Naked Egg

What you need:Naked Egg
• Vinegar (at least 16 ounces)
• Two glasses
• Raw egg

What you do:
• Carefully place the egg in a cup and fill the cup with vinegar so that the egg is completely covered.
• After a day of soaking you can carefully remove the egg from the vinegar.
• Depending on your particular egg, you may already have a naked egg. However, it will not hurt you fill a cup with fresh vinegar and soak the egg for at least one more day.
• After two days of soaking you should have a pretty cool Naked Egg.


Let’s start with the bubbles you saw forming on the shell. The bubbles are carbon dioxide gas. Vinegar is an acid called acetic acid – CH3COOH – and white vinegar from the grocery store is usually about 5% acetic acid and 95% water. Egg shells are made up of calcium carbonate. The vinegar reacts with the calcium carbonate by breaking the chemical into its calcium and carbonate parts (in simplest terms). The calcium part floats around in the solution while the carbonate part reacts to form the carbon dioxide bubbles that you see.

Some of the vinegar will also sneak through, or permeate, the egg’s membrane and cause the egg to get a little bigger. This flow of a liquid from one solution through a semi-permeable membrane and into another less concentrated solution is called osmosis. That’s why the egg is even more delicate if you handle it. If you shake the egg, you can see the yolk sloshing around in the egg white. If the membrane breaks, the egg’s insides will spill out into the vinegar. Yes, you’ve made a pickled egg! Allowing the egg to react with the carbon dioxide in the air will cause the egg to harden again.


Pet Snails

What you need:Pet Snail
• Snails
• A good size tank (one snail per 4 liters)
• Bark
• Crushed eggshells, for calcium
• Aquarium gravel
• Soil
• Peat moss

 What you do:
• Have loose soil (no sand) for substrate. Make sure the substrate is deep enough for your snail to dig in.
• Put the soil in the aquarium.
• Provide a hiding place for your snail.( A coconut hut is good for larger snails, but a half of a hickory nut shell is perfect for smaller snails. It is recommended to get an extra hut so you have more huts than the amount of snails you have.)
• Gently put the snail in its new home.
• Feed your snail. Snails love baby carrots and lettuce, but their absolute favorite is cucumber. Feed them every day. Snails need calcium, so get crushed eggshell and let them nibble on it.
• Play with your snail. Snails love attention too! Pick them up, and let them crawl over you! Or if you have more than one, put them in a bowl with a little water, (no higher than half of the snail’s body, not shell) and let them play.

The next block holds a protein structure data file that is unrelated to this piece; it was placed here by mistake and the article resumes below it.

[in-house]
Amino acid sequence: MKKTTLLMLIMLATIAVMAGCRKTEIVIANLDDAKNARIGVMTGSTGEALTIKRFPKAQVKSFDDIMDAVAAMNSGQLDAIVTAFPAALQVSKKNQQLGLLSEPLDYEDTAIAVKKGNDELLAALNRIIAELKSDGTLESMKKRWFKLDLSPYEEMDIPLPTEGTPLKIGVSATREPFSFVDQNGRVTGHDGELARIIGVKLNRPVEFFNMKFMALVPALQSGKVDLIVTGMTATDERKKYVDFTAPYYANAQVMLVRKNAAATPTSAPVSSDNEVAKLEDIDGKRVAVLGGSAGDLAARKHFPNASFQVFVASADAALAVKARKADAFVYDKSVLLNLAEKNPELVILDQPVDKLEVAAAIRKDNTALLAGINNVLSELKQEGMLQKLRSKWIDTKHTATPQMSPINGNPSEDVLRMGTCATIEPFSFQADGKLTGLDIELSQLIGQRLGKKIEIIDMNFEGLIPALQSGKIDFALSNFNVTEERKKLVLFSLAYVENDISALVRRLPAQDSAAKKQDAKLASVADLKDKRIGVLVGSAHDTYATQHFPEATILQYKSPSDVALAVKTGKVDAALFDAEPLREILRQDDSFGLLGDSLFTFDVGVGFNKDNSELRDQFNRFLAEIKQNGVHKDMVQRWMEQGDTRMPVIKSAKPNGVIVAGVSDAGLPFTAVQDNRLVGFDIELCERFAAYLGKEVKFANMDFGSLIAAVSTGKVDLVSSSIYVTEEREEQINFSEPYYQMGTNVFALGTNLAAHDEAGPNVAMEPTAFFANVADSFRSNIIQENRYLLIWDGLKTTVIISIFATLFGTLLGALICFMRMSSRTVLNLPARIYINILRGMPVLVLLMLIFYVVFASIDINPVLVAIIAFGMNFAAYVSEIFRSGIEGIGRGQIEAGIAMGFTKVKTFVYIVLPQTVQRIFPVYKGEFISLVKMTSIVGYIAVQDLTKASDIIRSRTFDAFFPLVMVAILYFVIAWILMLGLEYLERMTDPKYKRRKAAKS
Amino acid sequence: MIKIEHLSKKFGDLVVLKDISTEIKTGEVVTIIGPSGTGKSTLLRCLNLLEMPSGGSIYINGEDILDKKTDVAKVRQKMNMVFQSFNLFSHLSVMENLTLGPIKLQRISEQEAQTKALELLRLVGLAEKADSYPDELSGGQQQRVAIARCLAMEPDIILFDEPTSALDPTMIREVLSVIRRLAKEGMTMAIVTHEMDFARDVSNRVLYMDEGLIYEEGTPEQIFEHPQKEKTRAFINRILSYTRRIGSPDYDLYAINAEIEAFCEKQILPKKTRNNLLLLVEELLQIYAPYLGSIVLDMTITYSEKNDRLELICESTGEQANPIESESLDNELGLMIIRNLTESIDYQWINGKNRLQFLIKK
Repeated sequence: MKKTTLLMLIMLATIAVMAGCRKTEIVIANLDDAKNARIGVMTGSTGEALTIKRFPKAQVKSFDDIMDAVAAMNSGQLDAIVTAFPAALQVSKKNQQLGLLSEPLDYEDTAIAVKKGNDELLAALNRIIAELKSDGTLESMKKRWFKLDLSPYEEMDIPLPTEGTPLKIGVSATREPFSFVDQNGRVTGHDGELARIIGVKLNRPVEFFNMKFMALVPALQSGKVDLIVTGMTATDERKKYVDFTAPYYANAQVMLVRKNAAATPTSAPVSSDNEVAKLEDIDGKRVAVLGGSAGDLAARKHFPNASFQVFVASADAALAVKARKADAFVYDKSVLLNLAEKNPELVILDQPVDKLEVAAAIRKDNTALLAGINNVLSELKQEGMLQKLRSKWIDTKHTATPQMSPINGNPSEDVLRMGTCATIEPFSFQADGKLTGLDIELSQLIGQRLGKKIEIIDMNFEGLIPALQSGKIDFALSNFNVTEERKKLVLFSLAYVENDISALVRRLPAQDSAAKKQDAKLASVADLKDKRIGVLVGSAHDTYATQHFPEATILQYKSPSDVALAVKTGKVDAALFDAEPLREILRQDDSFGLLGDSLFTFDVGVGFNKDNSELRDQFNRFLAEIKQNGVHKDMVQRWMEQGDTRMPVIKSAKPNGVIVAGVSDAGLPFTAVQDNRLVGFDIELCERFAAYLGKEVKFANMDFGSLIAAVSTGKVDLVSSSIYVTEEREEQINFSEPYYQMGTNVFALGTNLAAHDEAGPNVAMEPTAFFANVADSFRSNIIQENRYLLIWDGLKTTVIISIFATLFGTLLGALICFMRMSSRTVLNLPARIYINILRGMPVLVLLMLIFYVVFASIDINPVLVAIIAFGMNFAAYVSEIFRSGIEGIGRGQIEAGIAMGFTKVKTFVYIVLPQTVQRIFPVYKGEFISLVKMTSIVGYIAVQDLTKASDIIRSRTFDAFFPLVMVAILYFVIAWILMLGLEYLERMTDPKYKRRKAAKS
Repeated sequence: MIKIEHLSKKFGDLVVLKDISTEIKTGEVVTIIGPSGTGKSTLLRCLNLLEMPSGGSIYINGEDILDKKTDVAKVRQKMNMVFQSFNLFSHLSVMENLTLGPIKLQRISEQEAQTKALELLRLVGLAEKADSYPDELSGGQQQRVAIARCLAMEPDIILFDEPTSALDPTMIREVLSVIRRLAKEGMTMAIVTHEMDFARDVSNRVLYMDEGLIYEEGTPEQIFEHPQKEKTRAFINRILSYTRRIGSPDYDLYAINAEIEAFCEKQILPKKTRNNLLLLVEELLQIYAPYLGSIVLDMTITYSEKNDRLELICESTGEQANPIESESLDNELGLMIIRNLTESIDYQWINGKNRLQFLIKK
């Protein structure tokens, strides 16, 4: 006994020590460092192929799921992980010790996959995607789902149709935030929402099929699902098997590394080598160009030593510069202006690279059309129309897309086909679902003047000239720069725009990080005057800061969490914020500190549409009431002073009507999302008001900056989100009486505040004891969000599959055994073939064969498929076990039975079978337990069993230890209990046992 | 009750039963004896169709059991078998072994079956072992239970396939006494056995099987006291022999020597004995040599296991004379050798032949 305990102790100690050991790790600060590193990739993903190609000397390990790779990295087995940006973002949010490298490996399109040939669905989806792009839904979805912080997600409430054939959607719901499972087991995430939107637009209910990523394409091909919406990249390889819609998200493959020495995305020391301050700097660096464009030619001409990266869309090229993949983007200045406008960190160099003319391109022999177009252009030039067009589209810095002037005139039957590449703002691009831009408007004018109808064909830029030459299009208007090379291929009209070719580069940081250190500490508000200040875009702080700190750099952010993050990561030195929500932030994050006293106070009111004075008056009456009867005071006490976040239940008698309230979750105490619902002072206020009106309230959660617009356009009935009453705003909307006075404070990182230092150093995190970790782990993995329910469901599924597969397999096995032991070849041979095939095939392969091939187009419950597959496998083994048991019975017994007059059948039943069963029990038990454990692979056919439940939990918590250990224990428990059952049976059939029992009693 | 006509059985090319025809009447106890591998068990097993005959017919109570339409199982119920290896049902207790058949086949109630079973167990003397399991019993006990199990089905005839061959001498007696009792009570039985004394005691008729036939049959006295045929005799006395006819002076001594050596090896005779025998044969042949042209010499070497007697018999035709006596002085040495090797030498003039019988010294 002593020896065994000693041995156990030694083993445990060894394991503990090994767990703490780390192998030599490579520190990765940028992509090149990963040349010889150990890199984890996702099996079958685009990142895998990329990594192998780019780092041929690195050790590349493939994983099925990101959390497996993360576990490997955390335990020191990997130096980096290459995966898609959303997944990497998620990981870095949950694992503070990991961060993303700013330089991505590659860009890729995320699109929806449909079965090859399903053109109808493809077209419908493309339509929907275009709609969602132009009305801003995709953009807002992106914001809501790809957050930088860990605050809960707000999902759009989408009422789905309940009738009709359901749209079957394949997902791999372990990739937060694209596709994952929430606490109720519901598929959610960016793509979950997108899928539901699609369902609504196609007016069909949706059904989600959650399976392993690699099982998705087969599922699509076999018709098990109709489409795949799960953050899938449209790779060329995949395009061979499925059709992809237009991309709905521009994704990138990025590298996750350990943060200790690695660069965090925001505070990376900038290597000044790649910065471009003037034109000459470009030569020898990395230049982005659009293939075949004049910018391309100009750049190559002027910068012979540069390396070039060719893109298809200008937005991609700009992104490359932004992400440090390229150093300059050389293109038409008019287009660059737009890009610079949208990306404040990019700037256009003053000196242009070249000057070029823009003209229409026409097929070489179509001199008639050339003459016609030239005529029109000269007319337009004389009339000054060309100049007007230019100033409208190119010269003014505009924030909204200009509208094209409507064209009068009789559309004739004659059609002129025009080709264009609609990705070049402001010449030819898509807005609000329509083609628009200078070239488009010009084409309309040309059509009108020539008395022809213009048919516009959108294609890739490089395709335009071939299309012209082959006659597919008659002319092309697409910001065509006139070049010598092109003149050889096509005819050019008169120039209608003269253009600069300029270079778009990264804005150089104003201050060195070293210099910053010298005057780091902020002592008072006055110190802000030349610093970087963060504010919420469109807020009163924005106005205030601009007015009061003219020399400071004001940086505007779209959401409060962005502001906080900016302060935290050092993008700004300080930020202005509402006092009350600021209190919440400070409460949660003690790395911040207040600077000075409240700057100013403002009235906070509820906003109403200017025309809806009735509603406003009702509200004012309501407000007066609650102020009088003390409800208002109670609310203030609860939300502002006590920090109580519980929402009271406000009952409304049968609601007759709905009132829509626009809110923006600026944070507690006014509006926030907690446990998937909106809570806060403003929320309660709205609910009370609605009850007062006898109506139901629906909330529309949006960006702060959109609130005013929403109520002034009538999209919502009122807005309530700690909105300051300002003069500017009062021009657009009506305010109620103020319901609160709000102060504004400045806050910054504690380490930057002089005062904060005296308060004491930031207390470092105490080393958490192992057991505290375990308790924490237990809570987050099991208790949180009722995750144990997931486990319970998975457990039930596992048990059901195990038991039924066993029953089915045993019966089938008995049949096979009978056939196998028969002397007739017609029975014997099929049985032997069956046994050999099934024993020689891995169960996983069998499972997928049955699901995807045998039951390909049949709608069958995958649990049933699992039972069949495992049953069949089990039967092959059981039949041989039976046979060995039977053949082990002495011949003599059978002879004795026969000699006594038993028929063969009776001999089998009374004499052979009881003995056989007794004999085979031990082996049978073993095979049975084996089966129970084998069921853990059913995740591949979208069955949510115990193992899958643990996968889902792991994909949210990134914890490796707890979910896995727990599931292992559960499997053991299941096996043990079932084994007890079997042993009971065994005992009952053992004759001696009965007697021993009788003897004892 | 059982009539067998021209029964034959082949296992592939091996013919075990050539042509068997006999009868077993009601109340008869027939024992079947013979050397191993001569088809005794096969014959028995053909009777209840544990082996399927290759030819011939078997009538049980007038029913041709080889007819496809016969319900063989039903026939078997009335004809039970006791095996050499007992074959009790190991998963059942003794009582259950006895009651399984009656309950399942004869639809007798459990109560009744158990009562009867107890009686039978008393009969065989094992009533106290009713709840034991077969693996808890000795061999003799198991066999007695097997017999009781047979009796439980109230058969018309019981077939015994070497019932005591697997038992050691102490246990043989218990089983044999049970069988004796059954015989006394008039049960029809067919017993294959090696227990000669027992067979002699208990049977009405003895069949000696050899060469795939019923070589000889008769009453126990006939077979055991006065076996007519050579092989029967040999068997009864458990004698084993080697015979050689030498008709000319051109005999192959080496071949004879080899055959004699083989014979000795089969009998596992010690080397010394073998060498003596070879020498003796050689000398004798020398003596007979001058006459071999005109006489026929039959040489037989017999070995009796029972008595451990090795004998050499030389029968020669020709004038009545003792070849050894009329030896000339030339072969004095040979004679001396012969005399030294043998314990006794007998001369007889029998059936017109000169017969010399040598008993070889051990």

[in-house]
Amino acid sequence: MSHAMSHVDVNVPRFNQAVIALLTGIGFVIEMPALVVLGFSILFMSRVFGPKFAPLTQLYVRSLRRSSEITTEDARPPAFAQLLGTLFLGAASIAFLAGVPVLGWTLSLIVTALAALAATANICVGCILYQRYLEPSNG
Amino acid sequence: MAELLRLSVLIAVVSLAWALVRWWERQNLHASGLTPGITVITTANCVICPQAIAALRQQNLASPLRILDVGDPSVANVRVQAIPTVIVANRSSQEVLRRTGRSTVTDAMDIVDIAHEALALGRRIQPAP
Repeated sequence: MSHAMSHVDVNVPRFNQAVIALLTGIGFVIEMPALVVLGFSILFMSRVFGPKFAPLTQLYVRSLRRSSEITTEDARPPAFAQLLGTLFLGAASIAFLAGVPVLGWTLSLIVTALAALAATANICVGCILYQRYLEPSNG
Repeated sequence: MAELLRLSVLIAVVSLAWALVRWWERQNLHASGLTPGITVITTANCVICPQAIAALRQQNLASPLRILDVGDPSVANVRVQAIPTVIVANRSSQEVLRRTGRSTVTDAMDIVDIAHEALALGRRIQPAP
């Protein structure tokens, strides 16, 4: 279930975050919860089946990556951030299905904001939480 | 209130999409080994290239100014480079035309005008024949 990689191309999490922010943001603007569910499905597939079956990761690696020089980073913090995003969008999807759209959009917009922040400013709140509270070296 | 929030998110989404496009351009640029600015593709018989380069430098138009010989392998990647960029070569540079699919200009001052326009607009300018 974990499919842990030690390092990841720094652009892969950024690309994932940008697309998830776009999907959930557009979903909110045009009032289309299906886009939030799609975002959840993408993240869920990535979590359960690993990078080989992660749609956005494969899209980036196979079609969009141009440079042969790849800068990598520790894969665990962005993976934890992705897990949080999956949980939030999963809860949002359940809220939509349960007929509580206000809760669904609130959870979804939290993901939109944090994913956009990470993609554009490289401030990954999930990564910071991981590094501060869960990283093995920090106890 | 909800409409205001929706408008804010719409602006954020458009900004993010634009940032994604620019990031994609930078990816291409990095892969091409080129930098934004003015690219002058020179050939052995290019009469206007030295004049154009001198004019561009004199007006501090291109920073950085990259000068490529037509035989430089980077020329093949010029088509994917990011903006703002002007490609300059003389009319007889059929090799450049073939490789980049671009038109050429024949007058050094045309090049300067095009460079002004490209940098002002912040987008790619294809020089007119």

DIY Solar Oven

What you need:Solar oven
• Pizza box, shoe box or shipping box
• Marker
• Ruler
• Scissors
• Glue stick
• Black construction paper
• Aluminum foil
• Craft knife
• Bamboo skewer, stick or dowel
• Clear plastic (plastic wrap, plastic sheet protectors, or overhead transparency plastic)

What you need:s'mores
• Using your ruler, measure 1 inch from each side of your box.
• Put a dot on each side.
• Connect the dots.
• Cut three sides with a craft knife.
• Carefully pry open the flap. (This becomes your sun window. )
• Fold the window up along the uncut line (top of the box).
• Grab the aluminum foil and your glue stick.
• Use the shiny side of the foil.
• Glue the foil to the inside of your window.
• Smooth out as many wrinkles as possible.
• Repeat steps 1-4 on the inside of the box.
• Tape the black piece of construction paper on the inside of the box.
• Glue plastic wrap, plastic sheet protectors, or transparency plastic protectors to the underside of the lid. (Try to make the seal as airtight as possible).
• Take your homemade solar cooker outside.
• Place it in direct sunlight.
• Open the flap towards the sun.
• Add your favorite solar oven recipe to the box.
• Close the box.
• Use a bamboo skewer, stick, or dowel to prop the flap open.
• Choose an angle that reflects the most light into the solar box oven.
• Cook! Check your food every 10 minutes. This could take anywhere from 20 minutes to 2 hours depending on the solar oven recipe you chose and how warm and sunny it is outside.


Emerald Pennies

What you need:Emerald pennies
• Paper towels
• Bowl
• Pennies
• Vinegar

What you do:
• Fold a paper towel into fourths.
• Put the towel in the bowl.
•  Slowly pour vinegar into the bowl until the paper towel is completely soaked. (There shouldn’t be a puddle of extra vinegar sitting on top of the paper towel.)
• Put pennies on top of the wet paper towel.
• Wait overnight and observe.

Explanation:  The main ingredient in pennies is a metal called copper.It’s copper that gives pennies their reddish-brown color. Vinegar contains a chemical called acetic acid. When acetic acid touches copper, something new is created – a green-blue chemical called carbon acetate. In science, we call this kind of change a chemical reaction. The chemicals in the vinegar and in the copper react (change) when they are combined, making carbon acetate on the pennies.